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Parental Trigger Laws and the Power of Framing in Educational Politics

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Published: 2015-08-24

Author

Abe Feuerstein

Bucknell University

Keywords: School reform; neoliberalism; educational politics; framing; discourse analysis; interest groups; school choice; educational policy

Abstract

This paper examines the discursive strategies employed by advocates of Parent Trigger laws in the United States which allow parents of children in “failing” schools, in some states, to call for interventions in the operation of the schools via petition. The paper reviews the genesis of Parent Trigger laws, the network of conservative political organizations supporting Parent Trigger legislation, and the ways in which Parent Trigger advocates have promoted the concept through the deployment of both material and symbolic resources. The paper argues that Parent Trigger laws promote a “thin” form of democratic participation that equates democracy with consumer choice through the strategic representation of public schools as broken institutions and parent trigger laws as empowering parents to choose. Support for this position is developed through an empirical qualitative analysis of a sample of media texts produced by various organizations within the Parent Trigger policy network including the American Legislative Exchange Council (ALEC), American Enterprise Institute, Heartland Institute, Parent Revolution, and others. By identifying frequently used framing devices such as metaphors, exemplars, catch-phrases, and depictions as well as reasoning devices such as root causes, consequences, and appeals to principle, the study reveals the dominant frames employed by Parent Trigger advocates and contributes to the development of a more critical perspective concerning the media produced by various interest groups.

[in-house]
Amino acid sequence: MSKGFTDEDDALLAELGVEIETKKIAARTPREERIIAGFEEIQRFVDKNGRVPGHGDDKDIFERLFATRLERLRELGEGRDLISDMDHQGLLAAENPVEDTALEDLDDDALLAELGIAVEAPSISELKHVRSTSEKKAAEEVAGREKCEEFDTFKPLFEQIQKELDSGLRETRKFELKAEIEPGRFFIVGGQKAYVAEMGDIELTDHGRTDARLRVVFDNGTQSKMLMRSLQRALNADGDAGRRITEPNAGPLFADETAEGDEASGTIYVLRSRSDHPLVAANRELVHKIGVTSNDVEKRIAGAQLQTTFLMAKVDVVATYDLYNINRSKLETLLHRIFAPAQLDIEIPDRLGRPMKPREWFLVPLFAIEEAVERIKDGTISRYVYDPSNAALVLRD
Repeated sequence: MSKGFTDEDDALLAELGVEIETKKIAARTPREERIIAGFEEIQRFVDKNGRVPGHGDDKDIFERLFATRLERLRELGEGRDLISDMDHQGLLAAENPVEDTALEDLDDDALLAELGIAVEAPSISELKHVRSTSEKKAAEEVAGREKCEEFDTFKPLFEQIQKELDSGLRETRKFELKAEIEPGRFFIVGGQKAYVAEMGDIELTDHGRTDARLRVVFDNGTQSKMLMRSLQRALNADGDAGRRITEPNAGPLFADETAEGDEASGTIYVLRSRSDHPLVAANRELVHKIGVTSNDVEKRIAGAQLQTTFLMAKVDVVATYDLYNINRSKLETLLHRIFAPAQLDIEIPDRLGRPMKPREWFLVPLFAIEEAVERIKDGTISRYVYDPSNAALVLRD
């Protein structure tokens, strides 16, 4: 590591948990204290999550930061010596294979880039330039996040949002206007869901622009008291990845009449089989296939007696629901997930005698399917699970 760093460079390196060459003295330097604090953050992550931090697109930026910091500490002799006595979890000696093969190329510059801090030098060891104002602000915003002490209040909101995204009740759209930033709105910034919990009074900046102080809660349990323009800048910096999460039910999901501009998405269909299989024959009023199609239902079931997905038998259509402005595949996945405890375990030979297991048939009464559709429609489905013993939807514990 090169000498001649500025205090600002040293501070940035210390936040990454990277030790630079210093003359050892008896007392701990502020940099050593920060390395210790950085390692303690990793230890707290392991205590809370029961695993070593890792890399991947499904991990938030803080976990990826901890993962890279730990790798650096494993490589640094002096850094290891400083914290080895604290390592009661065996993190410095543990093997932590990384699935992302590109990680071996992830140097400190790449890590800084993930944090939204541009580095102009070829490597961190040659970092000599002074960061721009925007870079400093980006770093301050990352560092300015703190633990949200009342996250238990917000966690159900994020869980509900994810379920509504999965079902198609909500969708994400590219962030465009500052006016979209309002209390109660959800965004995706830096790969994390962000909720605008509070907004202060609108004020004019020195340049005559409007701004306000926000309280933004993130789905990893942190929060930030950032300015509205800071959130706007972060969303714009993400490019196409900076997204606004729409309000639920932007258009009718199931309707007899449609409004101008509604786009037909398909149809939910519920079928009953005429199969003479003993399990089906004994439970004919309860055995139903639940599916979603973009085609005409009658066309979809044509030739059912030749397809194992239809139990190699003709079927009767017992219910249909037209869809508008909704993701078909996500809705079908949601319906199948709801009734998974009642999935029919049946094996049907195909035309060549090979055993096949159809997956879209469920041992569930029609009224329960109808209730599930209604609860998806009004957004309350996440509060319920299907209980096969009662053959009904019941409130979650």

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Author Biography

Abe Feuerstein

Bucknell University

Abe Feuerstein is an Associate Professor of Education at Bucknell University. His research has focused on local educational politics, interest groups, educational policy, and the influence of the media on school reform. He holds a Ph.D. and M.Ed. in Educational Leadership and Policy Studies from the University of Virginia. Prior to teaching at Bucknell, he worked in both private and public schools as a chemistry teacher and school administrator.

PDF

Published: 2015-08-24

How to Cite

Feuerstein, A. (2015). Parental Trigger Laws and the Power of Framing in Educational Politics. Education Policy Analysis Archives, 23, 79. https://doi.org/10.14507/epaa.v23.1992